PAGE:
• How many users can I support in a single conference?
  • Etc.…

There was just no way to make a real comparative study – one that is independent reproducible, and unbiased. The inherent ambiguity also opened the door for some unsavory behavior from some who realized they could get away with any claim because no one could actually check them. We wanted to produce some results that one does not have to take on faith and that could be peer-reviewed.

What use cases?

To have a good answer to “What is the best SFU?” you need to explain what you are planning to use it for.

We chose to work on the two use cases that seemed to gather the most attention, or at least those which were generating the most traffic on discuss-webrtc:

  1. Video conferencing – many to many, all equals, one participant speaking at a time (hopefully) ,
  2. Media streaming – one-to many, unidirectional

Most video conferencing questions are focused on single server instance. Having 20+ people in a given conference is usually plenty for most. Studies like this one show that in most social cases most of the calls are 1-1, and the average is around 3. , This configuration fits very well a single small instance in any public cloud provider (as long as you get a 1Gbps NIC). You can then use very simple load balancing and horizontal scalability techniques since the ratio of senders to viewers is rarely high. Media streaming, on the other hand, typically involves streaming from a single source to thousands or tens of thousands of viewers. This requires a multi-server hierarchy.

We wanted to accommodate different testing scenarios and implement them in the same fashion across several WebRTC Servers so that the only difference is the system being tested, and the results are not biased.

For purposes of this post I will focus on the video conferencing scenario. For those that are interested, we are finalizing our media streaming test results and plan to present them  at Streaming Media West on November 14th.

The test suite

In collaboration with Google and many others, we developed KITE, a testing engine that would allow us to support all kinds of clients – browsers and native across mobile or desktop – and all kind of test scenarios easily. It is used to test WebRTC implementation everyday across browsers as seen on webrtc.org

Selecting a test client

Load testing is typically done with a single client to control for client impacts. Ideally you can run many instances of the test client in parallel in a single virtual machine (VM). Since this is WebRTC, it makes sense to use one of the browsers. Edge and Safari are limited to a single process, which does not make they very suitable. Additionally, Safari only runs MacOS or iOS, which only runs on Apple hardware. It is relatively easy to spawn a million VMs on AWS if you’re running Windows or Linux. It’s quite a bit more difficult, and costly, to setup one million Macs, iPhones, or iPads for testing (Note, I am still dreaming about this though).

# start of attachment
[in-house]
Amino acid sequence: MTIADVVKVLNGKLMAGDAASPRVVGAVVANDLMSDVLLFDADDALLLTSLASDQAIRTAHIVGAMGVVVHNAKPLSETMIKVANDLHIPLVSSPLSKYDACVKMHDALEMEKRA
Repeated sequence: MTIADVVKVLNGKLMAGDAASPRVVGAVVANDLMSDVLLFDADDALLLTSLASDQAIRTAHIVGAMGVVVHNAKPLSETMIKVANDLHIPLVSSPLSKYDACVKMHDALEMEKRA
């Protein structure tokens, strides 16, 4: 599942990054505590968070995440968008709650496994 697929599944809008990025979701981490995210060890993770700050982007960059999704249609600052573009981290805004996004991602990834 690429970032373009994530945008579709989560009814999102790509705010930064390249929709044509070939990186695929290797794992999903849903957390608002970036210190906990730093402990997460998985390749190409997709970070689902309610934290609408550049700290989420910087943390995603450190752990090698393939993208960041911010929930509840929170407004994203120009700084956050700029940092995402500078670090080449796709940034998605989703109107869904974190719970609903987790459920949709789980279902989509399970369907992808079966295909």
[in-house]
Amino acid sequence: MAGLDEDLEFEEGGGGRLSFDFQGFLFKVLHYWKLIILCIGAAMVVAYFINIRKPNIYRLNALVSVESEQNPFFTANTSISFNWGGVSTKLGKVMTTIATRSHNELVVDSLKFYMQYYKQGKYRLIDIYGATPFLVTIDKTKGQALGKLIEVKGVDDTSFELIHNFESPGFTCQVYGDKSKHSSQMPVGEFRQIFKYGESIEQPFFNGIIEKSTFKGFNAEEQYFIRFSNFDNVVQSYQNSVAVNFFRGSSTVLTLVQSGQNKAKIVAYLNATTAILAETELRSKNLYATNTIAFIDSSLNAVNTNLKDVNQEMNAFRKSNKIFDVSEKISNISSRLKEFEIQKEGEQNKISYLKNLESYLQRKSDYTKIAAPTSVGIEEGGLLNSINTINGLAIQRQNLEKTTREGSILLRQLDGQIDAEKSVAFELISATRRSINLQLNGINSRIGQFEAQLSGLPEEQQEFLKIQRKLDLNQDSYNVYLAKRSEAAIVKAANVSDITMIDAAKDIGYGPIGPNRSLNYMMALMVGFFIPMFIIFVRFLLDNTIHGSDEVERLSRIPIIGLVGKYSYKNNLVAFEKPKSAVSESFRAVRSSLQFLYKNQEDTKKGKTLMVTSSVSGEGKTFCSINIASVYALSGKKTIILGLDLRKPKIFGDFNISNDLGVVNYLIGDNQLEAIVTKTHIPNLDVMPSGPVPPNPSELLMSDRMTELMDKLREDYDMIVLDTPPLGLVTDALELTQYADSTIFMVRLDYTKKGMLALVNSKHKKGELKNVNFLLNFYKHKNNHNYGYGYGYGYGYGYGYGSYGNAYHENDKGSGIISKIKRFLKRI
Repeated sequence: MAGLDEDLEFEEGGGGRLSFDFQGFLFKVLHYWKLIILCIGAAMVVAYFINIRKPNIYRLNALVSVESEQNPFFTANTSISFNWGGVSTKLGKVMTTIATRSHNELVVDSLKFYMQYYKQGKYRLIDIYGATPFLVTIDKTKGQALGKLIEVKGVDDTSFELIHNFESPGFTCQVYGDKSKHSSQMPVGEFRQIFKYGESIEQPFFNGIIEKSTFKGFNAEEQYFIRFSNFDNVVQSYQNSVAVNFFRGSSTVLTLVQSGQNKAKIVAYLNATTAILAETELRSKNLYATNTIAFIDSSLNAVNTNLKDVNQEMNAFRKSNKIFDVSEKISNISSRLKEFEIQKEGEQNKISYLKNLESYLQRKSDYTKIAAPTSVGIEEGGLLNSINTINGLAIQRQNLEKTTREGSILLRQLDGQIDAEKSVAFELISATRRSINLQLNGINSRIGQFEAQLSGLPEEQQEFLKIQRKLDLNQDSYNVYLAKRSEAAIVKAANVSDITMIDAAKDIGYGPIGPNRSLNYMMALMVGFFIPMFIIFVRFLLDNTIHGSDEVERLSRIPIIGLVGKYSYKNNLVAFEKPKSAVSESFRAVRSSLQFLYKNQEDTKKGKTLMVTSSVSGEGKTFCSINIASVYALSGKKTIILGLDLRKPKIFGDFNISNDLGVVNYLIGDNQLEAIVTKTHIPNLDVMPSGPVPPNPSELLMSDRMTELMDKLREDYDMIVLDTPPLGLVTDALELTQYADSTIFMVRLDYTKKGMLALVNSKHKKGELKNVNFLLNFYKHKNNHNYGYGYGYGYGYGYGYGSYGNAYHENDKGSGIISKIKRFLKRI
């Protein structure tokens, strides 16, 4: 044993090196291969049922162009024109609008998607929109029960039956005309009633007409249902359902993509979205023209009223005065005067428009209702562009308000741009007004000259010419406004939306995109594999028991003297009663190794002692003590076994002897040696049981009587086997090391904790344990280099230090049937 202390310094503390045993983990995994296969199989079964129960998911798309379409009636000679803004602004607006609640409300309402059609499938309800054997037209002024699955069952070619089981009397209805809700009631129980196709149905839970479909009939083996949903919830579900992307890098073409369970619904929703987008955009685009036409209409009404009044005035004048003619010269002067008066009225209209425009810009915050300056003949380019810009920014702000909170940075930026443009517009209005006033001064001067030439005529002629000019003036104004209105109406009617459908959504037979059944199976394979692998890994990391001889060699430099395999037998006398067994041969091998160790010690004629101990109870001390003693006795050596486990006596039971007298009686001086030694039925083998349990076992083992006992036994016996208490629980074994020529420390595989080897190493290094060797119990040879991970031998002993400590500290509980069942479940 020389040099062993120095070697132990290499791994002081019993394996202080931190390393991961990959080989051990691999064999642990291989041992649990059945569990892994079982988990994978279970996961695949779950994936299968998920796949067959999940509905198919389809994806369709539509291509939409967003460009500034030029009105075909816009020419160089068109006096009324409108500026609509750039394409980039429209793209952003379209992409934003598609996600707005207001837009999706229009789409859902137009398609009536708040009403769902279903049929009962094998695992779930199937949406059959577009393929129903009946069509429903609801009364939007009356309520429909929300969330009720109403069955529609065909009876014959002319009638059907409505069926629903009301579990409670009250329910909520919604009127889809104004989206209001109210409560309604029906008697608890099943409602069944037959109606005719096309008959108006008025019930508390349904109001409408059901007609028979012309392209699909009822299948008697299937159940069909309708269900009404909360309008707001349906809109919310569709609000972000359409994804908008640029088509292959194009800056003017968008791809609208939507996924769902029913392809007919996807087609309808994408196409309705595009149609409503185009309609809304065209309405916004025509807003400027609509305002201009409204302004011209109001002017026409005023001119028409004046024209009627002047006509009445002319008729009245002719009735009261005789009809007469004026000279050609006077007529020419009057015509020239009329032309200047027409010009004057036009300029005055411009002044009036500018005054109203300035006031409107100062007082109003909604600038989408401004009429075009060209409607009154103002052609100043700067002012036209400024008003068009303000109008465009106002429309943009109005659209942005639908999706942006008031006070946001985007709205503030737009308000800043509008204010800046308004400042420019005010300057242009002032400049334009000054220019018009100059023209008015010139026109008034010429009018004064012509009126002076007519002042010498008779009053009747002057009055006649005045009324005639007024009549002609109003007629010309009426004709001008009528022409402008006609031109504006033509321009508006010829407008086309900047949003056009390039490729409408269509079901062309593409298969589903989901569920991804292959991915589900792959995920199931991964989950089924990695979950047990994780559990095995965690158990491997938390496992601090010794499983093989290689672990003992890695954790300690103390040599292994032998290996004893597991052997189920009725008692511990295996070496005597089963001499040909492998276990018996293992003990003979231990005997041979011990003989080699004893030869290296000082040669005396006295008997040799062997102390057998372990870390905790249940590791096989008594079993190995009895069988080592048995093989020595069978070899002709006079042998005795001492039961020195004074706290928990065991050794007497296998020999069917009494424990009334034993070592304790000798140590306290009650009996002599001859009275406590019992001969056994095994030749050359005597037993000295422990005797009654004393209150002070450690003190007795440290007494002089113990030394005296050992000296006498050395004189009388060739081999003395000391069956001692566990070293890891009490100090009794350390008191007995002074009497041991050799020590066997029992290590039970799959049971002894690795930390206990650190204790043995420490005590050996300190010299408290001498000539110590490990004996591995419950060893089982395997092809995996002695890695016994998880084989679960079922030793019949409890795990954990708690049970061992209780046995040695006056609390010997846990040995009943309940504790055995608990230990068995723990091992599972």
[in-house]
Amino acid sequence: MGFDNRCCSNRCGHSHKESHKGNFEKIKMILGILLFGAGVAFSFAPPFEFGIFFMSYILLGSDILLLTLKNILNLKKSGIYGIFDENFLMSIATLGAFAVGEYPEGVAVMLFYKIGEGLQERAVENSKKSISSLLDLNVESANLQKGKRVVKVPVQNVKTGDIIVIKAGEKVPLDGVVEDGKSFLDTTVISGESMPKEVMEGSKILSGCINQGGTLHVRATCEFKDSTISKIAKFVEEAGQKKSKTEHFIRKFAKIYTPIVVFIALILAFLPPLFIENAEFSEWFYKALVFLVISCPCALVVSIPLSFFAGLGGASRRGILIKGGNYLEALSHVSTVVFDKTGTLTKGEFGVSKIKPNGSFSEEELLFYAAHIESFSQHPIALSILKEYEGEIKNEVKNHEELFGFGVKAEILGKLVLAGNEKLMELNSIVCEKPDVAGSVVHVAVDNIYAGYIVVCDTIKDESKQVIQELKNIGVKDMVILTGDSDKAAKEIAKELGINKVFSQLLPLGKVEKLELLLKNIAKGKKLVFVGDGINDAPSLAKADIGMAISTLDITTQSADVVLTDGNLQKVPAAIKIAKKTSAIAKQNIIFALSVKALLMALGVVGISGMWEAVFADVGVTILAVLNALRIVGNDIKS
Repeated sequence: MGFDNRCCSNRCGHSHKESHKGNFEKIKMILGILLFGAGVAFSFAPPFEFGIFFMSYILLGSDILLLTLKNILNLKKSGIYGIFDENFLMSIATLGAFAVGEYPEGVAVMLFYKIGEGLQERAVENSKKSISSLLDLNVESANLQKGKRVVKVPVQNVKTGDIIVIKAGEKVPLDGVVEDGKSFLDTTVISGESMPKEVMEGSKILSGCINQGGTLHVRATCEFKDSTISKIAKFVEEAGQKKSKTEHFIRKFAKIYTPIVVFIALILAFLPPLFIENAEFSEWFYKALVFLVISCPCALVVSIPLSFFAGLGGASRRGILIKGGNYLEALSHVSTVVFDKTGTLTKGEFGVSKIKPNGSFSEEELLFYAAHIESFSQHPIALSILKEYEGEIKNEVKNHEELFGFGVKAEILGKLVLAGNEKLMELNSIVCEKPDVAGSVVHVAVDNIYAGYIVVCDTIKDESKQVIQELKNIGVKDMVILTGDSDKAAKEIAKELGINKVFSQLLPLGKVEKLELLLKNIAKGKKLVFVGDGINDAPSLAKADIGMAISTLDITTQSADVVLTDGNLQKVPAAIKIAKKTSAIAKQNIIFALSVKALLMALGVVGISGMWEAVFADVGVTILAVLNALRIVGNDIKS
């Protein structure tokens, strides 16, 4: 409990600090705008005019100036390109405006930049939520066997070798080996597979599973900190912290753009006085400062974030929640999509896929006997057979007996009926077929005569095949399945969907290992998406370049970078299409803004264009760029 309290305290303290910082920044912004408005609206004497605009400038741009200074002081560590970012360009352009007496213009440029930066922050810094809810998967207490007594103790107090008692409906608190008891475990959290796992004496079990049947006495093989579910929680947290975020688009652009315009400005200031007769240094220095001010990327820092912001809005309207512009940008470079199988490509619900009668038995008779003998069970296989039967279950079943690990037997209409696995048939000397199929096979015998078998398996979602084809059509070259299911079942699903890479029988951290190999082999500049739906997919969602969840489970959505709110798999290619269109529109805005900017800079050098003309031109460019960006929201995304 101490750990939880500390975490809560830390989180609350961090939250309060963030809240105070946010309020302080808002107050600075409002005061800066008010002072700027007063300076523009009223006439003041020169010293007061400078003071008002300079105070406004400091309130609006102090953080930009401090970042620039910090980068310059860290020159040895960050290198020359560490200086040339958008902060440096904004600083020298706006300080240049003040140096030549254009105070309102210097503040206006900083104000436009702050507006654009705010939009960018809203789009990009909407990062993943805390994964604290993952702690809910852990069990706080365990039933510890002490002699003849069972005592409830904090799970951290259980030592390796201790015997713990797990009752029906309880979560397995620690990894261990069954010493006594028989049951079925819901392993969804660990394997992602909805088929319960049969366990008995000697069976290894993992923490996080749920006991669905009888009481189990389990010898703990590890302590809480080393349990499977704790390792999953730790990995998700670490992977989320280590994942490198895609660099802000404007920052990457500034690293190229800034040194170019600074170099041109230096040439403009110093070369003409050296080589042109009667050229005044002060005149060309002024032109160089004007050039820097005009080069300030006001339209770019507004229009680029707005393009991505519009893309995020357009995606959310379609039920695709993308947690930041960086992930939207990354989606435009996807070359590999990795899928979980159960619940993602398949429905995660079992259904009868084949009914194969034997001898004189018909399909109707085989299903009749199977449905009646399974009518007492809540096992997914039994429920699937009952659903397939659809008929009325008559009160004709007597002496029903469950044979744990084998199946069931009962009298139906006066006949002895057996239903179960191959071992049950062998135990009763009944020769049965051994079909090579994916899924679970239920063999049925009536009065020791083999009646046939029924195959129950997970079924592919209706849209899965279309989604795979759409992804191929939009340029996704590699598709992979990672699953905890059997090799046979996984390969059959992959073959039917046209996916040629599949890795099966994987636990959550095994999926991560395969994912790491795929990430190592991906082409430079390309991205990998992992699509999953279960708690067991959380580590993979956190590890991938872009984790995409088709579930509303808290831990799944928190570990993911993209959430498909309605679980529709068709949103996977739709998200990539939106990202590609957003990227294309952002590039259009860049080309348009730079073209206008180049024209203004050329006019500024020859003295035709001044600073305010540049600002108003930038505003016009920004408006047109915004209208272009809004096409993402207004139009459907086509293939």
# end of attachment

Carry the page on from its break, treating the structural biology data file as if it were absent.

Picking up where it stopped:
That leaves you with Chrome or Firefox which allow multiple instances just fine. It is our opinion that the implementation of webdriver for Chrome is easier to manage with fewer flags and plugins (i.e. H264) to handle, so we chose to use Chrome.

Systems Under Test

We tested the following SFUs:

To help make sure each SFU showed its best results, we contacted the teams behind each of these projects. We offered to let them set up the server themselves or connect to the servers and check-up their settings. We also shared the results so they could comment. That made sure we properly configured each system to handle optimally for our test.

Interestingly enough, during the life of this study we found quite a few bugs and worked with the teams to improve their solutions. This is discussed more in detail in the last section.

Test Setup

We used the following methodology to increase traffic to a high load. First we populated each video conference rooms with one user at a time until it reached 7 total users. We repeated this process until the total target number of users was reached.  close to 500 simultaneous users.

The diagram below shows the elements in the testbed:

Metrics

Most people interested in scalability questions will measure the CPU, RAM, and bandwidth footprints of the server as the “load” (streams, users, rooms…) ramps up. That is a traditional way of doing things that supposes that the quality of the streams, their bitrate… all stay equal.

WebRTC’s encoding engine makes this much more complex. WebRTC includes bandwidth estimation, bitrate adaptation and overall congestion control mechanism, one cannot assume streams will remain unmodified across the experiment. In addition to  the usual metrics, the tester also needs to record client-side metrics like sent bitrate, bandwidth estimation results and latency. It is also important to keep an eye on the video quality, as it can degrade way before you saturate the CPU, RAM and/or bandwidth of the server.